Kara Swisher

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Wall Street Reacts to Apple’s Legal Win Over Samsung: Maybe, Let’s Not Kill All the Lawyers!

Apple’s already soaring stock got yet another boost in after-hours trading today, after it largely won a bruising patent infringement battle with Samsung.

Shares of the tech giant, which have risen 76 percent in the last year, are now up almost 1.8 percent, or $11.73, to $674.95. Apple’s stock closed Friday afternoon at $663.22.

This comes on the heels of Apple becoming the most valuable public company of all time this week, after surpassing a market capitalization beyond $600 billion last week.

Now it is even higher, thanks to the jury verdict and — perhaps even more significantly for investors in the weeks ahead — as new versions of the popular iPhone and iPad are about to be launched this fall.

Today, with those iPhones and iPads a key part of the legal battle, the trial effect hit.

After the markets closed, jurors ruled that many of the Samsung smartphones and tablets infringed on various design and utility patents held by Apple on its popular iPhone and iPad devices. It also found some Samsung phones had violated Apple’s protected “trade dress” for the iPhone.

There will obviously be an appeal — Samsung said as much clearly in its cheeky statement about the loss:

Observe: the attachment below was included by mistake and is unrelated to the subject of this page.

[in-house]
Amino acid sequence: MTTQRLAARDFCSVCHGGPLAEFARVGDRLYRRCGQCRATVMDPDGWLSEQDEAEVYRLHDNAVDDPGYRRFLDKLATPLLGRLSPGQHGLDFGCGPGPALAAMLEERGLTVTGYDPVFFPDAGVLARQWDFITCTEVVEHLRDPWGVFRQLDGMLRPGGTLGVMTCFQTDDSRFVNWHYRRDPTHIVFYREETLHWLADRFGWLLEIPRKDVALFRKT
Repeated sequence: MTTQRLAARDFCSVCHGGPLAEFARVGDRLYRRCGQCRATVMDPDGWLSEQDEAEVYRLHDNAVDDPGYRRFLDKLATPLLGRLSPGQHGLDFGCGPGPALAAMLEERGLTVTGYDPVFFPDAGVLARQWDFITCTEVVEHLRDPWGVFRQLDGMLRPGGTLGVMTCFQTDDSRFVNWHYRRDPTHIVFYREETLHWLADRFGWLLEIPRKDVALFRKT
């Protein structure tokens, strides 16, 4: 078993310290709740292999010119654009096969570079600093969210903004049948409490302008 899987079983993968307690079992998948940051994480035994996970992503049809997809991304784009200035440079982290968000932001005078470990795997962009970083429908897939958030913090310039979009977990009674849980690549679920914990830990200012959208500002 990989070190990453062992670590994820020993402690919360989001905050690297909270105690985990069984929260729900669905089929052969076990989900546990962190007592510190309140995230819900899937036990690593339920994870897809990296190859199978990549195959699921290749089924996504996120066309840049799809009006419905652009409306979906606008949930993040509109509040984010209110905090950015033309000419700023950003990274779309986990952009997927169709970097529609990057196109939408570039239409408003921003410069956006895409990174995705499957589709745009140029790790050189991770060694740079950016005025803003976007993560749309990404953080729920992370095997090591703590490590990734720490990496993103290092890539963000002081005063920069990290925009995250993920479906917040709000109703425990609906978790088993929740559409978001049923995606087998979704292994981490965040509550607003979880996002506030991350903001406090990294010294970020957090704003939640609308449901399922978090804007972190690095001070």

“It is unfortunate that patent law can be manipulated to give one company a monopoly over rectangles with rounded corners, or technology that is being improved every day by Samsung and other companies,” the South Korean consumer electronics giant said. “This is not the final word in this case or in battles being waged in courts and tribunals around the world, some of which have already rejected many of Apple’s claims.”

But, for today at least, Wall Street likes the Apple legal victory.

Check it out for yourself:


Apple versus Samsung Full Coverage

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When AllThingsD began, we told readers we were aiming to present a fusion of new-media timeliness and energy with old-media standards for quality and ethics. And we hope you agree that we’ve done that.

— Kara Swisher and Walt Mossberg, in their farewell D post